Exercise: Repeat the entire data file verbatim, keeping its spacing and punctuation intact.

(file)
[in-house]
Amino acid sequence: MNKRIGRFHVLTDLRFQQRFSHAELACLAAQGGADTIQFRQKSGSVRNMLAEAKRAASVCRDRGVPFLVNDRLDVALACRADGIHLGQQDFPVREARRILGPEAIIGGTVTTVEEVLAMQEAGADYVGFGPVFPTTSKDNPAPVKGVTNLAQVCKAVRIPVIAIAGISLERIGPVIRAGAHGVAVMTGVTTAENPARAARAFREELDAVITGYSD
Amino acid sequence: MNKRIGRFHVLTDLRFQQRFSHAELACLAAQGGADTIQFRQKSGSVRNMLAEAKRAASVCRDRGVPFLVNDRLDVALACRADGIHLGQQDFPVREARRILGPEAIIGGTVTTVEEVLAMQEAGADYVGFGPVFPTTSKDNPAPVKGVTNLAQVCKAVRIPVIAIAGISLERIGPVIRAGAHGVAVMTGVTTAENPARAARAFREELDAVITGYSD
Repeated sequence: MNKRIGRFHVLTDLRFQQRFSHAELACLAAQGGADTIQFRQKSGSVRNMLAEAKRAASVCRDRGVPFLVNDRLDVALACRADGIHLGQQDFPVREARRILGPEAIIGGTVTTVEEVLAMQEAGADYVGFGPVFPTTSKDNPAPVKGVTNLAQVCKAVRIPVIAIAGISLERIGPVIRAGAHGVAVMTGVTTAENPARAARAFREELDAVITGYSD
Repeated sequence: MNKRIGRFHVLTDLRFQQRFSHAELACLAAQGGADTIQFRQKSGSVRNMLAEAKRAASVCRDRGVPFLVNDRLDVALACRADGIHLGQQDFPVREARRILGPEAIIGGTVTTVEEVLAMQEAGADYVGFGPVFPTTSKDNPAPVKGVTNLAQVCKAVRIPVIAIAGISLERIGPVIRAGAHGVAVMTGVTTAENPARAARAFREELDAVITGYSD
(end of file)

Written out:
[in-house]
Amino acid sequence: MNKRIGRFHVLTDLRFQQRFSHAELACLAAQGGADTIQFRQKSGSVRNMLAEAKRAASVCRDRGVPFLVNDRLDVALACRADGIHLGQQDFPVREARRILGPEAIIGGTVTTVEEVLAMQEAGADYVGFGPVFPTTSKDNPAPVKGVTNLAQVCKAVRIPVIAIAGISLERIGPVIRAGAHGVAVMTGVTTAENPARAARAFREELDAVITGYSD
Amino acid sequence: MNKRIGRFHVLTDLRFQQRFSHAELACLAAQGGADTIQFRQKSGSVRNMLAEAKRAASVCRDRGVPFLVNDRLDVALACRADGIHLGQQDFPVREARRILGPEAIIGGTVTTVEEVLAMQEAGADYVGFGPVFPTTSKDNPAPVKGVTNLAQVCKAVRIPVIAIAGISLERIGPVIRAGAHGVAVMTGVTTAENPARAARAFREELDAVITGYSD
Repeated sequence: MNKRIGRFHVLTDLRFQQRFSHAELACLAAQGGADTIQFRQKSGSVRNMLAEAKRAASVCRDRGVPFLVNDRLDVALACRADGIHLGQQDFPVREARRILGPEAIIGGTVTTVEEVLAMQEAGADYVGFGPVFPTTSKDNPAPVKGVTNLAQVCKAVRIPVIAIAGISLERIGPVIRAGAHGVAVMTGVTTAENPARAARAFREELDAVITGYSD
Repeated sequence: MNKRIGRFHVLTDLRFQQRFSHAELACLAAQGGADTIQFRQKSGSVRNMLAEAKRAASVCRDRGVPFLVNDRLDVALACRADGIHLGQQDFPVREARRILGPEAIIGGTVTTVEEVLAMQEAGADYVGFGPVFPTTSKDNPAPVKGVTNLAQVCKAVRIPVIAIAGISLERIGPVIRAGAHGVAVMTGVTTAENPARAARAFREELDAVITGYSD